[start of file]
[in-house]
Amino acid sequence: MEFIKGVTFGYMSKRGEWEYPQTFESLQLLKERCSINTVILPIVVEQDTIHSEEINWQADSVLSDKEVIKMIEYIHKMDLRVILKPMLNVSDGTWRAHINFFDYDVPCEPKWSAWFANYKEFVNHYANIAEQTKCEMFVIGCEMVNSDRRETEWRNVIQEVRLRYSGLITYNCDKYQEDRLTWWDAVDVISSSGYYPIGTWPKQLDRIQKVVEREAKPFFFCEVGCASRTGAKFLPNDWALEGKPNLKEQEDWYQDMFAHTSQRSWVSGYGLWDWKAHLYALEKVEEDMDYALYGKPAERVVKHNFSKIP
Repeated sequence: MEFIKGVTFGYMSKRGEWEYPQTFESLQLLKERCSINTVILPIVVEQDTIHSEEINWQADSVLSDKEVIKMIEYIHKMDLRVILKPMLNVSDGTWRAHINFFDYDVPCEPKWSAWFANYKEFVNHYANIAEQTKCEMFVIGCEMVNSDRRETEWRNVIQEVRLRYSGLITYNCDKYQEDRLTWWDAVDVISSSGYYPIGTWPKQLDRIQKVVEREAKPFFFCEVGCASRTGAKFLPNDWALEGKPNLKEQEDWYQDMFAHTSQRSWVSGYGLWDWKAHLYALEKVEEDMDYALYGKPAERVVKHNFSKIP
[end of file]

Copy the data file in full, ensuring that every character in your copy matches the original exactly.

[in-house]
Amino acid sequence: MEFIKGVTFGYMSKRGEWEYPQTFESLQLLKERCSINTVILPIVVEQDTIHSEEINWQADSVLSDKEVIKMIEYIHKMDLRVILKPMLNVSDGTWRAHINFFDYDVPCEPKWSAWFANYKEFVNHYANIAEQTKCEMFVIGCEMVNSDRRETEWRNVIQEVRLRYSGLITYNCDKYQEDRLTWWDAVDVISSSGYYPIGTWPKQLDRIQKVVEREAKPFFFCEVGCASRTGAKFLPNDWALEGKPNLKEQEDWYQDMFAHTSQRSWVSGYGLWDWKAHLYALEKVEEDMDYALYGKPAERVVKHNFSKIP
Repeated sequence: MEFIKGVTFGYMSKRGEWEYPQTFESLQLLKERCSINTVILPIVVEQDTIHSEEINWQADSVLSDKEVIKMIEYIHKMDLRVILKPMLNVSDGTWRAHINFFDYDVPCEPKWSAWFANYKEFVNHYANIAEQTKCEMFVIGCEMVNSDRRETEWRNVIQEVRLRYSGLITYNCDKYQEDRLTWWDAVDVISSSGYYPIGTWPKQLDRIQKVVEREAKPFFFCEVGCASRTGAKFLPNDWALEGKPNLKEQEDWYQDMFAHTSQRSWVSGYGLWDWKAHLYALEKVEEDMDYALYGKPAERVVKHNFSKIP